Photo Recap: A Stop at Broken Hill

There was a bit of grumbling at breakfast in the morning. Some of the first-time train travelers had trouble sleeping last night and, truthfully, the ride was a bit rocky. According to one of the train crew, there is indeed a rough section of track back there in the Blue Mountains. As usual, however, I slept quite well.

The Indian Pacific reaches the mining town of Broken Hill at 6:40, and coffee, tea and pastries are served prior to arrival. And – God forbid anyone should feel any hunger pangs – there will be two full-on breakfast sittings right after our 8:20 departure.

That allows an hour and 40 minutes for a change of drivers — that’s what the Aussie’s call the engineers — in the locomotive (above) and for topping off with fuel and water. There are two drivers in the train’s head end, by the way, and they trade off roughly every two hours.

Some passengers elect to take their personal cars along with them to their destinations. Other cars are being delivered to people at major stops along the way. There are two auto carriers on our train, located immediately behind the locomotive.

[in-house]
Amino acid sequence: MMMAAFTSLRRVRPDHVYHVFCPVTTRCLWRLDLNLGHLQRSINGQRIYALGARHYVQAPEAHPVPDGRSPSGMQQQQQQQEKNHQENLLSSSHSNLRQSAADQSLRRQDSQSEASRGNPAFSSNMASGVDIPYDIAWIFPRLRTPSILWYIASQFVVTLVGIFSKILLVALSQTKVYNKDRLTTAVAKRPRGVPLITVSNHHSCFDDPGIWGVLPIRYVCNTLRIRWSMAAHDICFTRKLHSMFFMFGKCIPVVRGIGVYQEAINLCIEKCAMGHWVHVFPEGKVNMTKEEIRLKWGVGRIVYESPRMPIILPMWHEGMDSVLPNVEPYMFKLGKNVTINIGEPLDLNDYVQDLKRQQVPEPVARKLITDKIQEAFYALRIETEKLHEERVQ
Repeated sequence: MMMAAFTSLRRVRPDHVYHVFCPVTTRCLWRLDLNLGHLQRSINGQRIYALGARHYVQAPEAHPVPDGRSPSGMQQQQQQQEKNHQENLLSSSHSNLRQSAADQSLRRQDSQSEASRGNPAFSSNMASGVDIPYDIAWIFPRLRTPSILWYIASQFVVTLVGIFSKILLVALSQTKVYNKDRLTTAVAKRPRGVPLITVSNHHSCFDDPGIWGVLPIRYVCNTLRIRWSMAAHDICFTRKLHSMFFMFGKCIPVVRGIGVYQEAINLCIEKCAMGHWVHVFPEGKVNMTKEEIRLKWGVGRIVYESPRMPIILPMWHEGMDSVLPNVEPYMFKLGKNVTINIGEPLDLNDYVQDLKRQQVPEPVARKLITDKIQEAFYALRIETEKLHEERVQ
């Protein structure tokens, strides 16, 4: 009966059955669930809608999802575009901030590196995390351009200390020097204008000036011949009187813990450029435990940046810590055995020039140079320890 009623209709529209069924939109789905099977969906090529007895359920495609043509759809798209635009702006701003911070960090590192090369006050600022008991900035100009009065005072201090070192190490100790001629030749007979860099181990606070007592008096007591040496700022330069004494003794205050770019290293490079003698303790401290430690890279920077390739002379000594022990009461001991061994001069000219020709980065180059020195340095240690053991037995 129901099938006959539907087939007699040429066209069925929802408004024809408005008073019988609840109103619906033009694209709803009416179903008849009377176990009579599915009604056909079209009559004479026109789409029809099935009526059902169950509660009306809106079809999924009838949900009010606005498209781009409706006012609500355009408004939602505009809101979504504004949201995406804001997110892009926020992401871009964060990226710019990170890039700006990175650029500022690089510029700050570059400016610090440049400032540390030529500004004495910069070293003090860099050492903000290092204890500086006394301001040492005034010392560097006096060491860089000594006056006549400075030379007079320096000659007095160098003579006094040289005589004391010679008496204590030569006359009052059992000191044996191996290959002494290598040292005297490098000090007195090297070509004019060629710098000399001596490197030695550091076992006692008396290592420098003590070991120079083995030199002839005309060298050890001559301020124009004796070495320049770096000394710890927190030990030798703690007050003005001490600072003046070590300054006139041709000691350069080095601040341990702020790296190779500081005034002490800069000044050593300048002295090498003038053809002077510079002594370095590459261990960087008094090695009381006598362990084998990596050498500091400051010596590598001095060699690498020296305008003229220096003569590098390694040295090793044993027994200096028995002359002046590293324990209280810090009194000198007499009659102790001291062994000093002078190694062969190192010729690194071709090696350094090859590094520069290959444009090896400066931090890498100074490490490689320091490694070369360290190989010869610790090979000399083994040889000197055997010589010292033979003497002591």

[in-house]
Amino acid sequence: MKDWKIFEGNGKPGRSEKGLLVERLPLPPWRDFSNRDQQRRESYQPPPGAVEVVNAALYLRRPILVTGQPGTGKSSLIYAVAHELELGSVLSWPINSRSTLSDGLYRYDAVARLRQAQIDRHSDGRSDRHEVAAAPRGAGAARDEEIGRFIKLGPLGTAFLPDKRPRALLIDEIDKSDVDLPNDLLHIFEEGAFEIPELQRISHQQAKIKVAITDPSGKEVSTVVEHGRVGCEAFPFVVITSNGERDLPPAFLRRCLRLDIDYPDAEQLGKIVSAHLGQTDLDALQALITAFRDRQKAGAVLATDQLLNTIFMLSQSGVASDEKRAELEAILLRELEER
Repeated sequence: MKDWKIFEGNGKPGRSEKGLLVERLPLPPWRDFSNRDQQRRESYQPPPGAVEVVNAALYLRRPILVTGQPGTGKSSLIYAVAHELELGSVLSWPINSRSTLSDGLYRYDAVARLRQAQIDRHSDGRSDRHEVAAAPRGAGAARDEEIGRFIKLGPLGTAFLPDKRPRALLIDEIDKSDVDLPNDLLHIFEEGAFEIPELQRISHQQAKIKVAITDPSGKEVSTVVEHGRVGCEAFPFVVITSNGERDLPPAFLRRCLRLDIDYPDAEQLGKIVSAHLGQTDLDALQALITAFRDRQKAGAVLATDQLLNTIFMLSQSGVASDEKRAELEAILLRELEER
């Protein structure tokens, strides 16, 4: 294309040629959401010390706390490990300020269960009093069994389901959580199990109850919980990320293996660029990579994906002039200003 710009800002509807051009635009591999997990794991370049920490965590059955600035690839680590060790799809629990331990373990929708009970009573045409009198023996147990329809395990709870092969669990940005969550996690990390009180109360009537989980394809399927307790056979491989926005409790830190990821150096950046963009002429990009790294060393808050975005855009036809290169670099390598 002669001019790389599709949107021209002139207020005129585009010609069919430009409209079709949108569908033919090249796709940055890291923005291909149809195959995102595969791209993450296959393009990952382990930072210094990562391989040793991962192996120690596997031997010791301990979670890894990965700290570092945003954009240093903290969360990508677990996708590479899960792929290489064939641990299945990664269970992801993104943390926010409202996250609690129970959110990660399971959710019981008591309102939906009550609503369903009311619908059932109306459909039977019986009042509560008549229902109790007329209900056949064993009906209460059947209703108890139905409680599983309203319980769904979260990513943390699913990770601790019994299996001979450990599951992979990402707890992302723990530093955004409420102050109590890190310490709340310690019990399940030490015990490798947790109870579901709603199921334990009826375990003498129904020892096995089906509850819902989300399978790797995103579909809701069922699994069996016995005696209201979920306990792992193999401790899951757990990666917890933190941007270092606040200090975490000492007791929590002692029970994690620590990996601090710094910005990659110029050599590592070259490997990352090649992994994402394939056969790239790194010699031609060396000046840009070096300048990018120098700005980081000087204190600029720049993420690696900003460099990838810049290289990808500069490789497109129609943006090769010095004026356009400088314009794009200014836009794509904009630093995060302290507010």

The Broken Hill area is rich in minerals, with silver, lead and zinc in serious quantities. Many of the “hills” around the town are, in fact, made from material dug from the various mines.
Passengers who take off on foot to see a bit of the town are advised to wear a hat and to use sun block (Aussies lead the world in skin cancer).
I begin my excursion by wandering up and down the platform where I have the first of several encounters with Australian flies, lots of them, buzzing aggressively around my head and face. After ten minutes or so, I retreat to the lounge car and another cup of hot coffee. It is, after all, only a bit after 7:00 in the morning!
By noon, the Indian Pacific has take a hard left and is heading due south toward Adelaide. The dry arid landscape gives ‘way to more fertile farmlands which produce an abundance of grain and hay. Lots of sheep and some cattle around these parts, too.

More and more wind turbines are being erected to generate electricity. We passed a double flatbed truck carrying just one of the turbine blades. It was fully half a city block long.

Our stop in Adelaide will be just over three hours … time to change both operating and on board crews and re-stock the dining and lounge cars. Time, too, for many of us to take one of the optional tours. There has been a ferocious heat wave here for the past two weeks with temperatures well up over 100 degrees every day. Today is mild by comparison, but I elect to spend the time here in an air conditioned bus while seeing something of the capital city of South Australia.

Tomorrow: Crossing the Nullarbor Plain